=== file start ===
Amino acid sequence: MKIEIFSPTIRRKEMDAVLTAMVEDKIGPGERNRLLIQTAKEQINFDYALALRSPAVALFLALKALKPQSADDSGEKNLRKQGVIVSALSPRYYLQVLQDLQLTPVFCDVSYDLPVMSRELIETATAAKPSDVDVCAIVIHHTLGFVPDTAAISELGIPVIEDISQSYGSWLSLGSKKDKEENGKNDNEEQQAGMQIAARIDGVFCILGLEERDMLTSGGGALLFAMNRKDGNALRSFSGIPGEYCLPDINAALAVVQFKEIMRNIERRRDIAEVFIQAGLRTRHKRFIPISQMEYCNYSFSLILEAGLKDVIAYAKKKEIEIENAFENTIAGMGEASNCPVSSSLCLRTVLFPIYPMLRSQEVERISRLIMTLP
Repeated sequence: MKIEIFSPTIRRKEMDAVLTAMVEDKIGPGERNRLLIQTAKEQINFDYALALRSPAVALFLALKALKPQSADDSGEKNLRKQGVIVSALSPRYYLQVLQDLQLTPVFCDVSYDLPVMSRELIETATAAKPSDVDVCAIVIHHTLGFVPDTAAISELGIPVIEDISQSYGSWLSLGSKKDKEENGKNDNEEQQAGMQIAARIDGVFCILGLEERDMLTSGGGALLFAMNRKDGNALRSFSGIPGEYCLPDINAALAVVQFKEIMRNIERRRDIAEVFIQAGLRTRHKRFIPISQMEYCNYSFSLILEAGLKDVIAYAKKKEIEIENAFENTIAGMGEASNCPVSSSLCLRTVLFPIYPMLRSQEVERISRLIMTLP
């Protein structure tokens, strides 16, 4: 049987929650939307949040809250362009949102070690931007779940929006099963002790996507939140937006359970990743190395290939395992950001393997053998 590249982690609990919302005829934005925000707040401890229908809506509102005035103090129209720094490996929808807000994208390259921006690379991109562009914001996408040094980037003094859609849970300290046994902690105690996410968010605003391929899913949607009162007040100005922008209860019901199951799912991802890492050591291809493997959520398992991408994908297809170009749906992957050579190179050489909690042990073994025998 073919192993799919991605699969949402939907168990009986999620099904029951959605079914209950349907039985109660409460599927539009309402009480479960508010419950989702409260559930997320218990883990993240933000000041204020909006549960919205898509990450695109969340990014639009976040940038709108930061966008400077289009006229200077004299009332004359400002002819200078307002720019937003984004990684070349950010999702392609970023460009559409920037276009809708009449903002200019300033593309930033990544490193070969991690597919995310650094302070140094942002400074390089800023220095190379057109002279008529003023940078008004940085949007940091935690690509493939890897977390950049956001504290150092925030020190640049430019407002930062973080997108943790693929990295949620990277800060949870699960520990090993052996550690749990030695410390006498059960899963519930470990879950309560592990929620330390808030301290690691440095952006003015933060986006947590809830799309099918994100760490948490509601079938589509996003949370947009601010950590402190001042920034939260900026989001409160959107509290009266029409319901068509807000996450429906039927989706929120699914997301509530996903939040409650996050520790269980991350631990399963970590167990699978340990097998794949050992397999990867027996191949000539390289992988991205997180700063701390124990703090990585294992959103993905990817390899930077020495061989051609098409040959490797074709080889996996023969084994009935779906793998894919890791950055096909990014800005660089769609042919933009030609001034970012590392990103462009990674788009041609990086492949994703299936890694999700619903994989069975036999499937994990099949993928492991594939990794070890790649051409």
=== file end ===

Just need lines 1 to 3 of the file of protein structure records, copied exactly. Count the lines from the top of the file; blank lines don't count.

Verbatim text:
Amino acid sequence: MKIEIFSPTIRRKEMDAVLTAMVEDKIGPGERNRLLIQTAKEQINFDYALALRSPAVALFLALKALKPQSADDSGEKNLRKQGVIVSALSPRYYLQVLQDLQLTPVFCDVSYDLPVMSRELIETATAAKPSDVDVCAIVIHHTLGFVPDTAAISELGIPVIEDISQSYGSWLSLGSKKDKEENGKNDNEEQQAGMQIAARIDGVFCILGLEERDMLTSGGGALLFAMNRKDGNALRSFSGIPGEYCLPDINAALAVVQFKEIMRNIERRRDIAEVFIQAGLRTRHKRFIPISQMEYCNYSFSLILEAGLKDVIAYAKKKEIEIENAFENTIAGMGEASNCPVSSSLCLRTVLFPIYPMLRSQEVERISRLIMTLP
Repeated sequence: MKIEIFSPTIRRKEMDAVLTAMVEDKIGPGERNRLLIQTAKEQINFDYALALRSPAVALFLALKALKPQSADDSGEKNLRKQGVIVSALSPRYYLQVLQDLQLTPVFCDVSYDLPVMSRELIETATAAKPSDVDVCAIVIHHTLGFVPDTAAISELGIPVIEDISQSYGSWLSLGSKKDKEENGKNDNEEQQAGMQIAARIDGVFCILGLEERDMLTSGGGALLFAMNRKDGNALRSFSGIPGEYCLPDINAALAVVQFKEIMRNIERRRDIAEVFIQAGLRTRHKRFIPISQMEYCNYSFSLILEAGLKDVIAYAKKKEIEIENAFENTIAGMGEASNCPVSSSLCLRTVLFPIYPMLRSQEVERISRLIMTLP
């Protein structure tokens, strides 16, 4: 049987929650939307949040809250362009949102070690931007779940929006099963002790996507939140937006359970990743190395290939395992950001393997053998 590249982690609990919302005829934005925000707040401890229908809506509102005035103090129209720094490996929808807000994208390259921006690379991109562009914001996408040094980037003094859609849970300290046994902690105690996410968010605003391929899913949607009162007040100005922008209860019901199951799912991802890492050591291809493997959520398992991408994908297809170009749906992957050579190179050489909690042990073994025998 073919192993799919991605699969949402939907168990009986999620099904029951959605079914209950349907039985109660409460599927539009309402009480479960508010419950989702409260559930997320218990883990993240933000000041204020909006549960919205898509990450695109969340990014639009976040940038709108930061966008400077289009006229200077004299009332004359400002002819200078307002720019937003984004990684070349950010999702392609970023460009559409920037276009809708009449903002200019300033593309930033990544490193070969991690597919995310650094302070140094942002400074390089800023220095190379057109002279008529003023940078008004940085949007940091935690690509493939890897977390950049956001504290150092925030020190640049430019407002930062973080997108943790693929990295949620990277800060949870699960520990090993052996550690749990030695410390006498059960899963519930470990879950309560592990929620330390808030301290690691440095952006003015933060986006947590809830799309099918994100760490948490509601079938589509996003949370947009601010950590402190001042920034939260900026989001409160959107509290009266029409319901068509807000996450429906039927989706929120699914997301509530996903939040409650996050520790269980991350631990399963970590167990699978340990097998794949050992397999990867027996191949000539390289992988991205997180700063701390124990703090990585294992959103993905990817390899930077020495061989051609098409040959490797074709080889996996023969084994009935779906793998894919890791950055096909990014800005660089769609042919933009030609001034970012590392990103462009990674788009041609990086492949994703299936890694999700619903994989069975036999499937994990099949993928492991594939990794070890790649051409």